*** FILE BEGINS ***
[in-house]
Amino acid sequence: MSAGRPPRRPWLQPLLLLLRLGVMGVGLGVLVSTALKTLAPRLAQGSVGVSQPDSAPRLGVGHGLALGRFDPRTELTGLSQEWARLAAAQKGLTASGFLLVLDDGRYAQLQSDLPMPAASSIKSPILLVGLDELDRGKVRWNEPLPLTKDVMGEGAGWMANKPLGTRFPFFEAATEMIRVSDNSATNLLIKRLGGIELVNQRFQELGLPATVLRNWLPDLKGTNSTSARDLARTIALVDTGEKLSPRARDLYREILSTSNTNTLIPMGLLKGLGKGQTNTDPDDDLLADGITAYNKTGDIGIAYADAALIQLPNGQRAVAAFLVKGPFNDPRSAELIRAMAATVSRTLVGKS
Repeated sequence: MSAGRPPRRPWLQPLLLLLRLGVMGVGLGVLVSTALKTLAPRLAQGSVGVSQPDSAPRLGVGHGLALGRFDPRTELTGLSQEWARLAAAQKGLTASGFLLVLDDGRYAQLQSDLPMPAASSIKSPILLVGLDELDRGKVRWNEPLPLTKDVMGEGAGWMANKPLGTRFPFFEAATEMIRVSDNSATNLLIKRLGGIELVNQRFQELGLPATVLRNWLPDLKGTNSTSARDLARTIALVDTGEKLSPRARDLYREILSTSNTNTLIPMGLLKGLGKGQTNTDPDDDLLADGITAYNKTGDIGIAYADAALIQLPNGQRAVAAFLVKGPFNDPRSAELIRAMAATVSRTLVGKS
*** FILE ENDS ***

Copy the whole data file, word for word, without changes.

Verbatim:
[in-house]
Amino acid sequence: MSAGRPPRRPWLQPLLLLLRLGVMGVGLGVLVSTALKTLAPRLAQGSVGVSQPDSAPRLGVGHGLALGRFDPRTELTGLSQEWARLAAAQKGLTASGFLLVLDDGRYAQLQSDLPMPAASSIKSPILLVGLDELDRGKVRWNEPLPLTKDVMGEGAGWMANKPLGTRFPFFEAATEMIRVSDNSATNLLIKRLGGIELVNQRFQELGLPATVLRNWLPDLKGTNSTSARDLARTIALVDTGEKLSPRARDLYREILSTSNTNTLIPMGLLKGLGKGQTNTDPDDDLLADGITAYNKTGDIGIAYADAALIQLPNGQRAVAAFLVKGPFNDPRSAELIRAMAATVSRTLVGKS
Repeated sequence: MSAGRPPRRPWLQPLLLLLRLGVMGVGLGVLVSTALKTLAPRLAQGSVGVSQPDSAPRLGVGHGLALGRFDPRTELTGLSQEWARLAAAQKGLTASGFLLVLDDGRYAQLQSDLPMPAASSIKSPILLVGLDELDRGKVRWNEPLPLTKDVMGEGAGWMANKPLGTRFPFFEAATEMIRVSDNSATNLLIKRLGGIELVNQRFQELGLPATVLRNWLPDLKGTNSTSARDLARTIALVDTGEKLSPRARDLYREILSTSNTNTLIPMGLLKGLGKGQTNTDPDDDLLADGITAYNKTGDIGIAYADAALIQLPNGQRAVAAFLVKGPFNDPRSAELIRAMAATVSRTLVGKS